The Eye of Providence is a realistically depicted eye within one or more additional elements: a triangle, a burst of light and/or clouds. The symbol has been in use for hundreds of years and can be found in numerous settings both secular and religious, including the official seals of various cities, the stained glass windows of churches and the Declaration of the Rights of Man and of the Citizen.
To Americans, the most well known use of the Eye is on the Great Seal of the United States, which is featured on the back on $1 bills. In that depiction, the eye within a triangle hovers over a pyramid.
Meaning Originally the symbol represented the all-seeing eye of God. (Some people today refer to it as the "All-Seeing Eye.") It generally implies that God looks favorably upon whatever endeavor is utilizing the symbol.
The Eye of Providence employs a number of symbols that would have been familiar it those viewing it. The triangle has been used for many centuries to represent the Christian trinity. Bursts of light and clouds are commonly used to depict holiness, divinity, and God.
Light represents spiritual illumination, not just physical illumination, and spiritual illumination can be revelation. There are numerous crosses and other religious sculptures that include bursts of light.
Numerous two-dimensional examples of clouds, light burst and triangles used to depict divinity exist:
- Example 1: The name of God (the tetragrammaton) written in Hebrew and surrounded by a cloud .
- Example 2: A triangle (actually, a triquetra) surrounded by a burst of light.
- Example 3: The Hebrew tetragrammaton surrounding in three triangles, each bursting with its own light.
- Example 4: The word "God" written in Latin surrounded by bursts of light.
Providence Providence means divine guidance. By the 18th century, many Europeans, particularly educated Europeans, no longer believed specifically in the Christian God, although they did believe in some sort of singular divine entity or power. Thus, the Eye of Providence can reference the benevolent guidance of whatever divine power might exist.
The Great Seal of the United States The Great Seal includes an Eye of Providence hovering over an unfinished pyramid. This image was designed in 1792. According to an explanation written that same year (offsite link), the pyramid signifies strength and duration, while the eye corresponds with the motto on the seal: "Annuit Coeptis," meaning "he approves of this undertaking." The second motto, "Novus ordo seclorum," literally means "a new order of the ages" and signifies the beginning of an American era.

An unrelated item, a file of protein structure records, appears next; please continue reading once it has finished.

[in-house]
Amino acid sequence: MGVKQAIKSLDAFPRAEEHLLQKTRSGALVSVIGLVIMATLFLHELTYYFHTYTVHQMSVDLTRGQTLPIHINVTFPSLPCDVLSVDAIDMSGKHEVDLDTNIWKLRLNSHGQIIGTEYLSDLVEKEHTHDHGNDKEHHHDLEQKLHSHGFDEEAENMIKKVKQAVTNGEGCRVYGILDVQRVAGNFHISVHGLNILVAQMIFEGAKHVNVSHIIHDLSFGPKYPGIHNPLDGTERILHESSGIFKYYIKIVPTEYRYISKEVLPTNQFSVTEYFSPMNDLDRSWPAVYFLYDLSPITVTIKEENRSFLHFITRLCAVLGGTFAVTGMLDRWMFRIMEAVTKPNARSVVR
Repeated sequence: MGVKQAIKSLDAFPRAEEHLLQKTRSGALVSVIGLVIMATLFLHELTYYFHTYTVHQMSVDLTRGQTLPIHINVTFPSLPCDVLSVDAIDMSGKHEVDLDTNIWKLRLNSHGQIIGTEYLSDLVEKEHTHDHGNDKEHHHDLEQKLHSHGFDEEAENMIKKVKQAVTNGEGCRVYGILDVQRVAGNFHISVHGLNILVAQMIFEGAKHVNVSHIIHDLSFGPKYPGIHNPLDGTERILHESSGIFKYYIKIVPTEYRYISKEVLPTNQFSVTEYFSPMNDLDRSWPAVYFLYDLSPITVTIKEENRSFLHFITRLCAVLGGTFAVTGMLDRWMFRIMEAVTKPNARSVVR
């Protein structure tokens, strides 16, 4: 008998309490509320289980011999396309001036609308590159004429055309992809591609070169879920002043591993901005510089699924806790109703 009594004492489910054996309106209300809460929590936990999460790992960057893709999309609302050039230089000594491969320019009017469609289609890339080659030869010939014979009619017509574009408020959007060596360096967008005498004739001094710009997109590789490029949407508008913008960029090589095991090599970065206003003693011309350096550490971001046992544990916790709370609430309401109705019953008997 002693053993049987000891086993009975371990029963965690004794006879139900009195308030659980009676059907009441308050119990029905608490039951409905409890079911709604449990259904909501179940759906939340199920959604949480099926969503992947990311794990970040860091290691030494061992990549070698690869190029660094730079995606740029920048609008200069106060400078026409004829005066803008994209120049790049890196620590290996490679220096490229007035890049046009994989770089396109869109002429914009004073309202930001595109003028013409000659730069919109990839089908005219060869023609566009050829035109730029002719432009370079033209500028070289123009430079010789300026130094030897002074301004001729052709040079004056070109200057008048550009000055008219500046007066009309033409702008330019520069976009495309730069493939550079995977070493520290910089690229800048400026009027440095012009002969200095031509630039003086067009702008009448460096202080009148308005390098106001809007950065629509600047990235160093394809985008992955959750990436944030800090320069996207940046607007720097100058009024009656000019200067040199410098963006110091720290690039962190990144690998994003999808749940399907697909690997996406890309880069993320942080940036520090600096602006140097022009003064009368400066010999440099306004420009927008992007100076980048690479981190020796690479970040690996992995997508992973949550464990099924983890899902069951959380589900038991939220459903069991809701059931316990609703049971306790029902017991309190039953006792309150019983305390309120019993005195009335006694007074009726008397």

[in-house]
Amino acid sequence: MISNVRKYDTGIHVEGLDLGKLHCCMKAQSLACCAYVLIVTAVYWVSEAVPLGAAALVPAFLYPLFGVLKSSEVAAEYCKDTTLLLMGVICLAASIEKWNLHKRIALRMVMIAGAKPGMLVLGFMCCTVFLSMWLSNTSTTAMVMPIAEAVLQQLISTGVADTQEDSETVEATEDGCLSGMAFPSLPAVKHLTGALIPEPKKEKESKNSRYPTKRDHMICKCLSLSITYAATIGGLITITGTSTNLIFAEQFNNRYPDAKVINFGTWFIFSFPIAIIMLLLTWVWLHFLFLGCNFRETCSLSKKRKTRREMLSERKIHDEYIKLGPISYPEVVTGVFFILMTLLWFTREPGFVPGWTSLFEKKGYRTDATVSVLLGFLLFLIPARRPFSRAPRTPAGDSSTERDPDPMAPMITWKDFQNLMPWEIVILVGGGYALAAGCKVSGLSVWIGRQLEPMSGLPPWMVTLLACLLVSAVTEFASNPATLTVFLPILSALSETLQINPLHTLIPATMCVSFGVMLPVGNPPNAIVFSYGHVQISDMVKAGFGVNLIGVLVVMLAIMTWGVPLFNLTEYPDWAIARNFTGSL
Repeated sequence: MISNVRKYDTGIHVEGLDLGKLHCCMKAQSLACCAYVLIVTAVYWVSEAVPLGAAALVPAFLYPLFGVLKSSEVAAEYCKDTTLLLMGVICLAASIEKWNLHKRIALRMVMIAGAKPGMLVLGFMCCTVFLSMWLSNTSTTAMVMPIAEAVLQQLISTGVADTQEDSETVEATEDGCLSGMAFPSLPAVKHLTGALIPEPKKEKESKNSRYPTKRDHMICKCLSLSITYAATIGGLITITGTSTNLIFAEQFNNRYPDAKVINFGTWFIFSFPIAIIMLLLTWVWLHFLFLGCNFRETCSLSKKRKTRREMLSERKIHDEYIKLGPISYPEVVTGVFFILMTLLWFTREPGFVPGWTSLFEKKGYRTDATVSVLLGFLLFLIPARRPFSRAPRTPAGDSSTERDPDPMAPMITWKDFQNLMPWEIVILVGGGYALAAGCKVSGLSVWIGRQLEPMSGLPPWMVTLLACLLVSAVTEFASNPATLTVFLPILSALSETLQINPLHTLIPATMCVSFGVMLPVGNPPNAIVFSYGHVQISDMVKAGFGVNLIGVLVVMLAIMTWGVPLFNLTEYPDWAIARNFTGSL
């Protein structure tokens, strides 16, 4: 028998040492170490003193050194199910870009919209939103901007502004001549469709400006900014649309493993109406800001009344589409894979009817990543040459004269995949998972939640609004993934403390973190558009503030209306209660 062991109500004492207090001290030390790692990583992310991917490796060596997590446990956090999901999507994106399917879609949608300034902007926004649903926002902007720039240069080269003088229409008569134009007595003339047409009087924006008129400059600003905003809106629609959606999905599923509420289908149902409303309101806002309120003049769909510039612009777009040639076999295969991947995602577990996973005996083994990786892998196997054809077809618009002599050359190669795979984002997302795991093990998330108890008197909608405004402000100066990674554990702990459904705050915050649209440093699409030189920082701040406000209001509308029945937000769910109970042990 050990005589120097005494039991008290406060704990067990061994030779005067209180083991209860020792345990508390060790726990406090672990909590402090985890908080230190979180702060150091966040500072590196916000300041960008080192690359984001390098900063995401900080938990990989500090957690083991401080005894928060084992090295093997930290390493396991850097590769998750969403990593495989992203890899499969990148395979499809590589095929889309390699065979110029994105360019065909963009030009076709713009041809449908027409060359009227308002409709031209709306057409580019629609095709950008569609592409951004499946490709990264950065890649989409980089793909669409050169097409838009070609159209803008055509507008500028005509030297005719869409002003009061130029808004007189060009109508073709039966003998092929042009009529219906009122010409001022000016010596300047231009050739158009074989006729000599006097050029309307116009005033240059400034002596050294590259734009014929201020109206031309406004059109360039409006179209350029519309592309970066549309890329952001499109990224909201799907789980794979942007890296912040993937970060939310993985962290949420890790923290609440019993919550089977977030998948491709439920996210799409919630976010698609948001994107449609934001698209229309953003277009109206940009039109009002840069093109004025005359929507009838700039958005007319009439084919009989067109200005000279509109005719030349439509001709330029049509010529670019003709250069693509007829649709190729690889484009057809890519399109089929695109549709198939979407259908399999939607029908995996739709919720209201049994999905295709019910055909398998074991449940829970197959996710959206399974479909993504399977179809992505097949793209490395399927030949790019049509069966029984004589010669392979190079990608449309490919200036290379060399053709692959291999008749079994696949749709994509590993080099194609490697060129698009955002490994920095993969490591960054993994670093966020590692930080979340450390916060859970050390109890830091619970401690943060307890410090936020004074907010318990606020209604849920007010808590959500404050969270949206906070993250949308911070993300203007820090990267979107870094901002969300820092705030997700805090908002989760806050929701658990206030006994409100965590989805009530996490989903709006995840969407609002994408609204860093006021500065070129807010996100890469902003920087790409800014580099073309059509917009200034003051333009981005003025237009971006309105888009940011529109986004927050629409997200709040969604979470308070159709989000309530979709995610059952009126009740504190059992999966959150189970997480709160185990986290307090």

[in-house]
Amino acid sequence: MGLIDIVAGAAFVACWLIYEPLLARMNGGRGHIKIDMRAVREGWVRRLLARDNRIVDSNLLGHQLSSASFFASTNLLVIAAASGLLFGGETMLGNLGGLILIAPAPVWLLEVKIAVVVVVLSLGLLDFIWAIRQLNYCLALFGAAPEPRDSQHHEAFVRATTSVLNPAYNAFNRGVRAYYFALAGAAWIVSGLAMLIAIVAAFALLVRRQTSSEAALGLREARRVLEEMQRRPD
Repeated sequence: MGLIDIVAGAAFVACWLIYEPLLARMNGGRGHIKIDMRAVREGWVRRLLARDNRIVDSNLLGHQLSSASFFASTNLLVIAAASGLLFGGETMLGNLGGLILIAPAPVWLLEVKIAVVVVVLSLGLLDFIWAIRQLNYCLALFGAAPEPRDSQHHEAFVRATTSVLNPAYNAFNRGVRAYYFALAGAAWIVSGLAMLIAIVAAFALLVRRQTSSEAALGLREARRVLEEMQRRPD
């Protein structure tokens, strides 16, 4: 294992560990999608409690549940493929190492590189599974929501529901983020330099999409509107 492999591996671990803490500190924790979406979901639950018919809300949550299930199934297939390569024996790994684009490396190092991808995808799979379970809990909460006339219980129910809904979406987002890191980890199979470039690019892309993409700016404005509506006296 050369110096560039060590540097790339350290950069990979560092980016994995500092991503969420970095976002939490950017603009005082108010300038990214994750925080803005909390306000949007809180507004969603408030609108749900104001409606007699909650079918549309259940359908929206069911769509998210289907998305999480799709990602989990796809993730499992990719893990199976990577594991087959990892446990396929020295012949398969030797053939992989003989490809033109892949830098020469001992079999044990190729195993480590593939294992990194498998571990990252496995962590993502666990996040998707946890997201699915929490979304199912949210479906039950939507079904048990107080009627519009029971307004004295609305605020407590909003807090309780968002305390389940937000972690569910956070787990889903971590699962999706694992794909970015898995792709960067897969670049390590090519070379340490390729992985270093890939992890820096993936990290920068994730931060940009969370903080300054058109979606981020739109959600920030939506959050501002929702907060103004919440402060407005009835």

Declaration of the Rights of Man and of the Citizen In 1789, on the eve of the French Revolution, the National Assembly put forth the Declaration of the Rights of Man and of the Citizen. An Eye of Providence features at the top of an image of that document created the same year, once again implying divine guidance and approval of what is transpiring.
Freemasons The Freemasons started publicly using the symbol in 1797. While many conspiracy theorists insist the appearance of this symbol in the Great Seal proves Masonic influence on the founding of American government, the Great Seal actually displays the symbol more than a decade before the Masons started using it. Moreover, no one who designed the approved seal was Masonic, and the only Mason involved with the project was Benjamin Franklin, whose design was never approved.
The Freemasons have never used an eye with a pyramid.
Eye of Horus Many comparisons have been made between the Eye of Providence and the Egyptian Eye of Horus. Certainly the use of eye iconography has a very long historical tradition, and in both of these cases the eyes are associated with divinity. However, such a general similarity should not be taken as a suggestion that one design consciously evolved out of the other.
Besides the presence of an eye in each symbol, the two have no graphical similarities. The Eye of Horus is stylized, while the Eye of providence is realistic. Moreover, the historical Eye of Horus existed on its own or in relation to various specific Egyptian symbols. It was never within a cloud, triangle or burst of light. There are some modern depictions of the Eye of Horus using those additional symbols, but they are indeed very modern, dating from no earlier than the late 19th century.